Britain's Prime Minister Boris Johnson looks on during a news conference in response to the ongoing situation with the coronavirus disease (COVID-19) pandemic, inside 10 Downing Street, London, Britain, on Saturday. (AFP-Yonhap)
European countries started banning flights coming from the UK on Sunday as government in London warned that a potent new strain of the virus was "out of control".
Following the example of the Netherlands, where a ban on all UK passenger flights came into effect on Sunday, a German government source said Berlin, too, was considering a similar move as "a serious option" for flights from both Britain and South Africa.
The Dutch ban came into effect from 6:00 am (0500 GMT) and will last until January 1. And neighbouring Belgium also said it was suspending flight and train arrivals from Britain from midnight.
The moves come as around a third of England's population entered a Christmas lockdown and UK Health Secretary Matt Hancock warned that the new strain of virus was "out of control".
Prime Minister Boris Johnson had said the day before that millions of Britons would have to cancel their Christmas plans and stay home because the new strain was spreading far more quickly.
Speaking on Sky News, Hancock said the situation was "deadly serious."
"It's going to be very difficult to keep it under control until we have the vaccine rolled out," he said.
It seems that scientists first discovered the new variant in a patient in September.
Susan Hopkins of Public Health England told Sky News that the agency notified the government on Friday when modelling revealed the full seriousness of the new strain.
She confirmed a figure given by Johnson that the new virus strain could be 70 percent more transmissible.
Last week, Europe has become the first region in the world to pass 500,000 deaths from COVID-19 since the pandemic broke out a year ago, killing more than 1.6 million worldwide and pitching the global economy into turmoil. Countries are shutting down their economies again in a bid to rein in the virus.
The Netherlands is under a five-week lockdown until mid-January with schools and all non-essential shops closed to slow a surge in the virus.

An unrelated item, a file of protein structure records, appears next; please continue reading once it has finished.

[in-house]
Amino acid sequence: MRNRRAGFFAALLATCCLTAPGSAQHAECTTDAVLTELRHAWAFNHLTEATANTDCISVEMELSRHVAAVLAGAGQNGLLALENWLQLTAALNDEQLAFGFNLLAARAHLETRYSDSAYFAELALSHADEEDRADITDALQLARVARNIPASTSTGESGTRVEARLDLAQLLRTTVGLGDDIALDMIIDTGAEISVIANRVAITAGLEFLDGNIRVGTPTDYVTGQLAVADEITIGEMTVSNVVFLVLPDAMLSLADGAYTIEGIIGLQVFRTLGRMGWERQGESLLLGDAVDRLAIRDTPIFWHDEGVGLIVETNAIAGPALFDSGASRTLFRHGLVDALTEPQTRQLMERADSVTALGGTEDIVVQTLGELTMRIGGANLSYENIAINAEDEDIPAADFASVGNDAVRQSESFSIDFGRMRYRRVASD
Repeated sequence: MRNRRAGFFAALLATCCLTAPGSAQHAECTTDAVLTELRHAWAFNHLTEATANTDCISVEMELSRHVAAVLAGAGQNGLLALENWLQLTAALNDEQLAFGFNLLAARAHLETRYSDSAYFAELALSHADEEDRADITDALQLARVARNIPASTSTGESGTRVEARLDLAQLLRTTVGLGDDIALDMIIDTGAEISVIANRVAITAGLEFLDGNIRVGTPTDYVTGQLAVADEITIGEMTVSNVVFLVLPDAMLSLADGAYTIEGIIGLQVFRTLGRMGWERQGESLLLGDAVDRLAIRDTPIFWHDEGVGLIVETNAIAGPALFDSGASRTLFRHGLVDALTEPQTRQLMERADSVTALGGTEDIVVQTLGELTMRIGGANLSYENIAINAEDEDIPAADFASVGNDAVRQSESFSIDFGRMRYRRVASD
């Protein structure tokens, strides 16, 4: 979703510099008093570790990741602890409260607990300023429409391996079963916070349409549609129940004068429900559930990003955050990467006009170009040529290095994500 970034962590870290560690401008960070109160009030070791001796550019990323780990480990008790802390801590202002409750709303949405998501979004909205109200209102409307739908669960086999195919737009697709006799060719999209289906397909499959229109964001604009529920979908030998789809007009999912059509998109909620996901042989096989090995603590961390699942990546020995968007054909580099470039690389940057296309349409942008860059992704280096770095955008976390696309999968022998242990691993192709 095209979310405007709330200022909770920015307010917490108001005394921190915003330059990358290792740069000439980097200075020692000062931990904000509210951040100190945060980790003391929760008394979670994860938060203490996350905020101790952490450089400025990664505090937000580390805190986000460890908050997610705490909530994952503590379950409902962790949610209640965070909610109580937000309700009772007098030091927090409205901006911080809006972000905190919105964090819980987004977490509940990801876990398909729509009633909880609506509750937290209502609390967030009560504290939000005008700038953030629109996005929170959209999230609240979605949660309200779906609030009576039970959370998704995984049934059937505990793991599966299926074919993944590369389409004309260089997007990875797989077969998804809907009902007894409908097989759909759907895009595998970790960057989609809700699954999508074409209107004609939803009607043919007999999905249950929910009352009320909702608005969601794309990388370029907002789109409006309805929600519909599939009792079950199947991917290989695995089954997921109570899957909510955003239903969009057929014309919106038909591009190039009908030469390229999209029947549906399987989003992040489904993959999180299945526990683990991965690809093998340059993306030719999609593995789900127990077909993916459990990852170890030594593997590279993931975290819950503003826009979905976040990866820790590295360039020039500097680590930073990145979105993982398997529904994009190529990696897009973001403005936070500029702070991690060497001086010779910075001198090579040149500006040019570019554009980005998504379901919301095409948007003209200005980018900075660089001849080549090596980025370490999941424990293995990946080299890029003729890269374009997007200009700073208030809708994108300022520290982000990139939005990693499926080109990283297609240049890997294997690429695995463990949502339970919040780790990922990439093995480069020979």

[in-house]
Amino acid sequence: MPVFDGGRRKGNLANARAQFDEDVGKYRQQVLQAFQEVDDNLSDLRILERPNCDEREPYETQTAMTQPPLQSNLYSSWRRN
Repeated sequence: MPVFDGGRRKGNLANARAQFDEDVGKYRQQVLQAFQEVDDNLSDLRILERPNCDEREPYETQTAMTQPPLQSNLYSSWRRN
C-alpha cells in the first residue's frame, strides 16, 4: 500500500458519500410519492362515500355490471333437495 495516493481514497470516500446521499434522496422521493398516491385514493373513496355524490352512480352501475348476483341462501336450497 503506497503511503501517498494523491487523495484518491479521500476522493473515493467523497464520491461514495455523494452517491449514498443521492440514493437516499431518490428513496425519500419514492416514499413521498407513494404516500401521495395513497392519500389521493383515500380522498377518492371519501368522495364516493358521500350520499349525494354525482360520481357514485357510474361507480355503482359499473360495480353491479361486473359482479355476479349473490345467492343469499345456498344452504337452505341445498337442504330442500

Italy also announced a new regime of restrictions until January 6 that included limits on people leaving their homes more than once a day, closing non-essential shops, bars and restaurants and curbs on regional travel.
More than 50,000 deaths in Russia
In Russia, health authorities said that the number of people who have died from the coronavirus has surpassed the 50,000 mark and now stands at 50,858.
But some experts believe that the real number could be much higher, with one former demographer at Russia's state statistics agency, Alexei Raksha, putting it as high as 250,000.
Raksha, who left Rosstat in July, told AFP that the Russian health ministry and the consumer health agency "downplay and falsify" the statistics.
A year after the pandemic first emerged in the Chinese city of Wuhan, the rapid rollout of vaccinations is now seen as the only effective way to end the crisis and the economically devastating lockdowns used to halt its spread.
Europe is expected to start a massive vaccination campaign after Christmas following the United States and Britain, which have begun giving jabs with an approved Pfizer-BioNTech shot, one of several leading candidates.
Russia and China have also started giving out jabs with their own domestically produced vaccines.
The United States on Friday authorised Moderna's COVID-19 vaccine for emergency use, paving the way for millions of doses of a second jab to be shipped across the hardest-hit country in the world.
It is the first nation to authorise the two-dose regimen from Moderna, now the second vaccine to be deployed in a Western country after the one developed by Pfizer and BioNTech.
The head of Asia's largest drugmaker Takeda said that pharmaceutical firms must be "very transparent" about the risks and benefits of vaccines.
"We have to manage the situation well, be very transparent and extremely educative in the way we introduce products," Takeda chief executive Christophe Weber told AFP in an interview.
Takeda, one of the world's biggest pharmaceutical companies, is not developing its own vaccine but has contracts with several firms to distribute their jabs in Japan and is also testing a virus treatment.
"Medicines or vaccines are never perfect... there are always some side effects," Weber said.
US virus stimulus deal
The Wall Street Journal reported that US lawmakers had agreed on pandemic spending powers for the Federal Reserve late Saturday, clearing the way for a vote on a roughly $900-billion Covid-19 relief package for millions of Americans.
The deal would maintain the central bank's ability to set up emergency lending programmes without congressional approval, the Journal said, but the Fed would require approval to restart existing CARES Act programmes once they expire at the end of this year.
In the sports world, Cricket Australia said Sunday they were pressing ahead with plans to the hold the third Test against India in Sydney despite a growing coronavirus outbreak in the city.
The Test is due be held from January 7 and CA interim chief Nick Hockley said they were watching the situation closely, with contingency plans in place. (AFP)